First things first: the title is a lie.
If you happen to be one of my passionate readers, you may recall I started working with Clojure on April 1. So yes, not every month of the year has been devoted to functional programming. I just needed something bold to pull you in, sorry.
Now, how does it feel having worked with Clojure for
almost a year?
Here at 7bridges we had our fair share of projects. The open source ones are just a selected few: clj-odbp, a driver for OrientDB binary protocol; carter, an SPA to show how our driver works; remys, a little tool to interact with MySQL databases via REST APIs. I also had the chance to play with ArangoDB recently, and there were no problems building a sample project to understand its APIs.
At home, boodle was born to strengthen my ever-growing knowledge and do something useful for the family.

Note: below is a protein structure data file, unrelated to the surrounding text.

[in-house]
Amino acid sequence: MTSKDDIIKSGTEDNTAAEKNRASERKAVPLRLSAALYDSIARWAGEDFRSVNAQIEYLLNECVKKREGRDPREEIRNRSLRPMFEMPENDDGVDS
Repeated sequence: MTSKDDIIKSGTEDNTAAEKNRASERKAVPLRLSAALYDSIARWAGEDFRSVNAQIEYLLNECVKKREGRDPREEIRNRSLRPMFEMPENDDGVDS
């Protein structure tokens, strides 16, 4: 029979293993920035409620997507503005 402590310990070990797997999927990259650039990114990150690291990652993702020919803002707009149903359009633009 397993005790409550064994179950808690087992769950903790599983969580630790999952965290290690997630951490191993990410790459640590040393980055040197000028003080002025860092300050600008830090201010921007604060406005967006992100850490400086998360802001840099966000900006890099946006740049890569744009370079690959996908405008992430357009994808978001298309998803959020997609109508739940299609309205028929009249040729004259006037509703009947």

When I started in the new office, the switch from professional Java to professional Clojure was a bit overwhelming. New libraries, new tools, new patterns, new ways of solving the same old problems, new problems to approach with a totally different mindset. It all seemed too much.
Then, something clicked.
Having the same language on both client- and server-side helped me figure out
the matters at hand with a set of ideas I could easily reuse. Once I understood
the problem, I could look for the steps to solve it. Each step required a data
structure and the function to handle this data structure. The first time I used
reduce-kv because it was the most natural choice left a great smile on my
my ClojureScript-fu needs to improve. I have come to appreciate unit testing,
but it’s time to put this love at work on my
.cljs files too. I also
definitely want to know more about Clojure web applications security and
2017 has been a great year to be a functional programmer. My recent liaison with Haskell is directing me more and more on my way. The functional programming way.